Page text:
Charlie Evalik was appointed to the Order of Canada for his contributions to the social and economic development of Nunavut. He has served as the president of the Kitikmeot Inuit Association and as a negotiator on Inuit land claims. On Wednesday, Gov. Gen. Mary Simon announced a year-end list of 135 people who will receive the country’s highest civilian honour. (Photo courtesy of Charlie Evalik)

Charlie Evalik named to Order of Canada

Former KIA president, land claims negotiator among 135 year-end appointments announced by Gov. Gen. Mary Simon

By David Lochead

Charlie Evalik said he was surprised to get a call in late November telling him he had been nominated for the Order of Canada.

But now the Inuit leader is one of 135 Canadians to receive Canada’s highest public honour. Gov. Gen. Mary Simon announced a year-end list of appointments on Wednesday morning.

Other appointees with a connection to the north include Kugluktuk’s Asger Rye Pedersen, for his contributions to the growth and development of public government in the North, and Toronto’s Patricia Feheley, for her promotion of Inuit art and culture, according to a news release Simon’s office issued Wednesday morning.

“I think it’s a privilege,” Evalik said.

Evalik, who lives in Cambridge Bay, received the Order for his role in the social and economic development of Nunavut.

He is known for his time as the president of the Kitikmeot Inuit Association and as one of the negotiators of Inuit land claims with the Tunngavik Federation of Nunavut. He was president of the KIA from 1996 to 2005 and again from 2008 to 2014.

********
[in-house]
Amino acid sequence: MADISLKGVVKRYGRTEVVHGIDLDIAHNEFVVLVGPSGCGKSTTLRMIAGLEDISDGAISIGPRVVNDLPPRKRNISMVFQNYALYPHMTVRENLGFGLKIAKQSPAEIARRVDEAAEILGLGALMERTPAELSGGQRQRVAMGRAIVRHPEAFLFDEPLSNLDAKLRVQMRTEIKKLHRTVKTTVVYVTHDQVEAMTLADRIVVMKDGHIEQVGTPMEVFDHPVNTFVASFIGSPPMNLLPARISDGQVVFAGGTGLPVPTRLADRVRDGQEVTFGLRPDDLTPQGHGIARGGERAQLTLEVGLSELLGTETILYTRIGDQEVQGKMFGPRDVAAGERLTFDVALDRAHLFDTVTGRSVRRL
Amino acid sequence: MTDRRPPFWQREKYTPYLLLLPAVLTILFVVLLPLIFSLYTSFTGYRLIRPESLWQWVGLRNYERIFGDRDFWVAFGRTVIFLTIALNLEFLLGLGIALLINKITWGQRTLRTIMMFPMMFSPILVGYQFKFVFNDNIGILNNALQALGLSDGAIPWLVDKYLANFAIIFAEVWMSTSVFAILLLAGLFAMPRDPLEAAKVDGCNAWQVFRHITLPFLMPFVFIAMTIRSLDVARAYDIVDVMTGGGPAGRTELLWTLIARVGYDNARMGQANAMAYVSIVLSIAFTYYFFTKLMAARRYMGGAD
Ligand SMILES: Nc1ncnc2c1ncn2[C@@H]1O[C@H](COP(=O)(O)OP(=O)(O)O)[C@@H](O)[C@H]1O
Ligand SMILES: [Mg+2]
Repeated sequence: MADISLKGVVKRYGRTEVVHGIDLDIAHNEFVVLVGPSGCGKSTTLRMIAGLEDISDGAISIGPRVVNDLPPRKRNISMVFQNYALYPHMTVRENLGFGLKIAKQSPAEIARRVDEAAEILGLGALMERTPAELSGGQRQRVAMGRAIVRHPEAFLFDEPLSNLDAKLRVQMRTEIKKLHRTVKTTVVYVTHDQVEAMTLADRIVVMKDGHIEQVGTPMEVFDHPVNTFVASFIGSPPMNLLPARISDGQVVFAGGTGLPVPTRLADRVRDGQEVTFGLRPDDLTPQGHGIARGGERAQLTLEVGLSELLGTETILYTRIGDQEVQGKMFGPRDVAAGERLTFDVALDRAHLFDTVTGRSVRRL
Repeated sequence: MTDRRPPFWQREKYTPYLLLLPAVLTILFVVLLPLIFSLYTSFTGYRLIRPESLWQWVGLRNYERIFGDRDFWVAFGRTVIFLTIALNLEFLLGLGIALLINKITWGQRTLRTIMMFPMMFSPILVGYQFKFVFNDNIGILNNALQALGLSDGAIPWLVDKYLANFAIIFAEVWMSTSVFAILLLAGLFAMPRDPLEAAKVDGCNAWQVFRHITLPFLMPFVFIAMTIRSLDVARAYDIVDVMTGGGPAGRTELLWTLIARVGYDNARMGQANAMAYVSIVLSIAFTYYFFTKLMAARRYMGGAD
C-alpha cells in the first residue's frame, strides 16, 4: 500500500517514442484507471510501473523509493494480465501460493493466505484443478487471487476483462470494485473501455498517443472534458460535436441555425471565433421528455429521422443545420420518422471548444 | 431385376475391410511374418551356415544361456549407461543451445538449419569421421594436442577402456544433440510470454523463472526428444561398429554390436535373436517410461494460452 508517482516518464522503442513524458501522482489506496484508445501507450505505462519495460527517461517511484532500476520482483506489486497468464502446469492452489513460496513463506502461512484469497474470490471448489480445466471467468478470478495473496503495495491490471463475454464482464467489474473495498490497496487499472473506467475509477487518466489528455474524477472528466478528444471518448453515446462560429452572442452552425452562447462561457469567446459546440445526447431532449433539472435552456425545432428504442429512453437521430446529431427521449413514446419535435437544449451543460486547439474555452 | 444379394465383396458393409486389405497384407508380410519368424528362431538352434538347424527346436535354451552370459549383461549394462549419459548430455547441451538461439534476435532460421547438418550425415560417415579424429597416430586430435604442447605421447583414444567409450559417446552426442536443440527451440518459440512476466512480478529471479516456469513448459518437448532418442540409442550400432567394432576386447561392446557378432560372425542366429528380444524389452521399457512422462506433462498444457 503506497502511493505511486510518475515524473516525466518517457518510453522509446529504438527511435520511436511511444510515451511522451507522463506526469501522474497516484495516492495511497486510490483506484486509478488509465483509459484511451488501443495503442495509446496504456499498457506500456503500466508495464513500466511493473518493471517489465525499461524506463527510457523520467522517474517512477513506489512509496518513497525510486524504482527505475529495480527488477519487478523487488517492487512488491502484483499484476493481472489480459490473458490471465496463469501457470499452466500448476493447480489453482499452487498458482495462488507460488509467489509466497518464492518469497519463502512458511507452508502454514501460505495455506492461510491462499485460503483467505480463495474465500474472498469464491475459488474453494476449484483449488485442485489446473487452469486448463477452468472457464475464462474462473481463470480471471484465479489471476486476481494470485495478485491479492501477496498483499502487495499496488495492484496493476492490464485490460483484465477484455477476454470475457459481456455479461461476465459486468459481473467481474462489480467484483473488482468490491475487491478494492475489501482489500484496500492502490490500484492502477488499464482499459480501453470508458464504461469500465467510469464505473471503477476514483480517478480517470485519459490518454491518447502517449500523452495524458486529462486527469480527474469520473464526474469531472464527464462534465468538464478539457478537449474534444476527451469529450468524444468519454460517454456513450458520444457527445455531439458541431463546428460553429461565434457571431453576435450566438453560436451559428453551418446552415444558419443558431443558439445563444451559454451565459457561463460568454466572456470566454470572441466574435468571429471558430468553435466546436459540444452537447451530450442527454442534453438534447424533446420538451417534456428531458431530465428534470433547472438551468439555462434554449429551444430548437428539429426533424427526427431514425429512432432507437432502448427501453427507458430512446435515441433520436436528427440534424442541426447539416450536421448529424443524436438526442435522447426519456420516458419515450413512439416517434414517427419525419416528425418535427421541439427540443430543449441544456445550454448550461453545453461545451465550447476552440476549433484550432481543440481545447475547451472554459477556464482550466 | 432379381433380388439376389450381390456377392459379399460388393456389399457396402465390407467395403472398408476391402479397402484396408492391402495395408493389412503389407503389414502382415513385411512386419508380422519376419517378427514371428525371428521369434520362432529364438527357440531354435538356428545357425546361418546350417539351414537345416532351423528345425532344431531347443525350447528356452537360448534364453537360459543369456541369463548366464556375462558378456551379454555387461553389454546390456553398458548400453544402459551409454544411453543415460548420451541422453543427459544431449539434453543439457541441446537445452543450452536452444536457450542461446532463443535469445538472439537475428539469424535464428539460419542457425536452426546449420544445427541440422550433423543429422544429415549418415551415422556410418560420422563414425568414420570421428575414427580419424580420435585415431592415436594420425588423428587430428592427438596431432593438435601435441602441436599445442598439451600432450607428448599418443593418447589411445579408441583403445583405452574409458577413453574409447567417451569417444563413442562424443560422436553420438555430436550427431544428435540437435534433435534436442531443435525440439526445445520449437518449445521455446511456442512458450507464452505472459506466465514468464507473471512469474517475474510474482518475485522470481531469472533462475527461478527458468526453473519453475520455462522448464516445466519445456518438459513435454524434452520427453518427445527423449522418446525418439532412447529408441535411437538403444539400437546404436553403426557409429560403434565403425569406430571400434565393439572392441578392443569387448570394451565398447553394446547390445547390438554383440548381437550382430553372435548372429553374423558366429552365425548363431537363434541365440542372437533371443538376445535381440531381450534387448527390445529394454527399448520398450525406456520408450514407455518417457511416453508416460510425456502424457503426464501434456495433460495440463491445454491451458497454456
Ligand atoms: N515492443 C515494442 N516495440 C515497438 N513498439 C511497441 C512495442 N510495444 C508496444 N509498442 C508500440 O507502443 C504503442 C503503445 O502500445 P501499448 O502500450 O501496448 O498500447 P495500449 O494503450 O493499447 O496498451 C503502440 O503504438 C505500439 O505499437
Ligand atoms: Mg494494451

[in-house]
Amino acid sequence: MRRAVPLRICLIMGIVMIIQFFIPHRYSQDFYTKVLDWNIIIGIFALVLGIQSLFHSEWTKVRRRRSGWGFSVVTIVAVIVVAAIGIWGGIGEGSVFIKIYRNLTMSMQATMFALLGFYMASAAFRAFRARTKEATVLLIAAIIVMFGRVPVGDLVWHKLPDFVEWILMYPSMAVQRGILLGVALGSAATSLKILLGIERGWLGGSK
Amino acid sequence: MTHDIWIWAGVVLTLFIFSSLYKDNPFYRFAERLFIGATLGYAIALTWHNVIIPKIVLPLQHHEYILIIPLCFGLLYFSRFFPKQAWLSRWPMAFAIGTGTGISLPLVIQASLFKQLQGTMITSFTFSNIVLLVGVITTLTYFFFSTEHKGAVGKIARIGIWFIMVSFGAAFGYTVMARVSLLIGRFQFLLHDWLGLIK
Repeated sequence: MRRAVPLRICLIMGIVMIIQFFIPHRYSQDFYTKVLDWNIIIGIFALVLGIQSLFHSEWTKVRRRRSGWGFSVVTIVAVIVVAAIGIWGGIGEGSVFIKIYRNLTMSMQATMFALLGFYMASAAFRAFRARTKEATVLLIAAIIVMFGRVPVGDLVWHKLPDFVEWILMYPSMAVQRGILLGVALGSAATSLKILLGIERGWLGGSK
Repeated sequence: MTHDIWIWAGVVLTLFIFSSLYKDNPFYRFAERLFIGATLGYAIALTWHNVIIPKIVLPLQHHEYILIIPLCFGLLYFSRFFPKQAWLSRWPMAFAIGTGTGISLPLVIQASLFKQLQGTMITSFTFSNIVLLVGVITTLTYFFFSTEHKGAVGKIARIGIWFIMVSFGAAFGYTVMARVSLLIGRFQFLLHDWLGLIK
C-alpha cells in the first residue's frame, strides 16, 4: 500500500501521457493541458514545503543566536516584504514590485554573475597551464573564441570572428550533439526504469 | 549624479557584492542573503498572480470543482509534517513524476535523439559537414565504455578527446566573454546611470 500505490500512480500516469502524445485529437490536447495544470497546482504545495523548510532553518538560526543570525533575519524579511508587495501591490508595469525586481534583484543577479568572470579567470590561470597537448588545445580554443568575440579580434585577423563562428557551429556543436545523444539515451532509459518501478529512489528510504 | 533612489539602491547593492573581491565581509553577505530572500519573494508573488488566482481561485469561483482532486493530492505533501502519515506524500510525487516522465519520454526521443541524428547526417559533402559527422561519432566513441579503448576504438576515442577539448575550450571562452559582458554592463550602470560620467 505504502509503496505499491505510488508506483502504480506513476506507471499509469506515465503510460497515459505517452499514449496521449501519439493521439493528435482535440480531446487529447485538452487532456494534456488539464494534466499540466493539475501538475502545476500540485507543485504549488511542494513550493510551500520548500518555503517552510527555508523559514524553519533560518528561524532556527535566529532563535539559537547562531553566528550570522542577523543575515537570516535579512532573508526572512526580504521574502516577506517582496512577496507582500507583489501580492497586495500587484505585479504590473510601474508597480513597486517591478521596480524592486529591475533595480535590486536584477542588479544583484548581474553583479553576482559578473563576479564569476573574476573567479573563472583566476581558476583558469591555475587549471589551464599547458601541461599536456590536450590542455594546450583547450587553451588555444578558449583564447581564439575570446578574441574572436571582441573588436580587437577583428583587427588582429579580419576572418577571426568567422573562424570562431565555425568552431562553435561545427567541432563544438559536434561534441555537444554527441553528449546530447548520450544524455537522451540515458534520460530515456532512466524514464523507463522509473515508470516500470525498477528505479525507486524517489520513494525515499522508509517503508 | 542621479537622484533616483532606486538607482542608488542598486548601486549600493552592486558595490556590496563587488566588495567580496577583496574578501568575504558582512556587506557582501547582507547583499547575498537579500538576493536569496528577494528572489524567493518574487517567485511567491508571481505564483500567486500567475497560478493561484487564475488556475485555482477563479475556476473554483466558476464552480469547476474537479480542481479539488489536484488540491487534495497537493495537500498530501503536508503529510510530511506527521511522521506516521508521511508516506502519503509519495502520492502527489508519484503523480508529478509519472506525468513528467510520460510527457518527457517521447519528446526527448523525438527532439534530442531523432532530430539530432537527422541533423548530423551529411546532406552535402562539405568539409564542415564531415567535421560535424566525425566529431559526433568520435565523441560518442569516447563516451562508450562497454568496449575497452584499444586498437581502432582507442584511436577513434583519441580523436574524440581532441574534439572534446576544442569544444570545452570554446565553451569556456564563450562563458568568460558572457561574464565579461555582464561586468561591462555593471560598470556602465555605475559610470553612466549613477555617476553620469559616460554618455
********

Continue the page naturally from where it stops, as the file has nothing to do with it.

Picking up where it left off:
While president of the KIA, he co-founded Nunavut Resources Corporation, an organization dedicated to ensuring Inuit are involved in the investment of resource development in the North.

Evalik was also involved in trying to develop the Grays Bay Port and Road project and negotiating the Inuit impact benefit agreement for the Hope Bay mining project.

He said resource development was going to happen in Nunavut regardless, so he focused on ensuring that Inuit would be directly involved. Specifically, he wanted Inuit to have control of that resource development and ensure it would not negatively impact the environment.

But taking on roles such as president of an organization or negotiator on land claims are large tasks, and Evalik said he is thankful that his family understood the roles he had to play during that time.

“It’s a support that’s very important,” Evalik said.

Evalik said he partly attributes his success to working in the Hamlet of Cambridge Bay after graduating from high school in Yellowknife in 1971. During his early career in Cambridge Bay, he was able to learn the administrative skills that would help him in later roles.

For the future of Nunavut, Evalik said he believes young people understand that getting an education is key for being involved in the territory’s development.

While humbled to receive the award, Evalik said he hopes the award shows Nunavut’s young how effective working to improve the territory can be so that they can be the ones to move the work forward.

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(4) Comments:

  1. Posted by Peter Ohokak on

    Very well deserved. Congratulations Charlie! You always led with respect from your peers and employees, which shows the level of admiration from us all. All the best.

  2. Posted by Baba Pedersen on

    Congratulations to both Charlie and my Dad, Red. Both very well deserved! We are all very proud of both of you. You are definite roll models for us all.

  3. Posted by Amazed & Amused on

    Nunatsiaq, I see you posted a story called: ‘Nuluujaat Land Guardians – Newsmaker of 2021’

    Problem is it is a dead link that reads:

    ERROR 404!
    The address you are trying to reach appears to be invalid.

    Are you planning to fix that, or nah just leave it up and never mind? Who cares right?

    • Posted by Corey Larocque on

      That article should not have been published on the website until Friday.
      The link is dead because the article hasn’t been published yet, but the landing page was made live.
      It has been deleted for now and will go live on Friday, Dec. 31.


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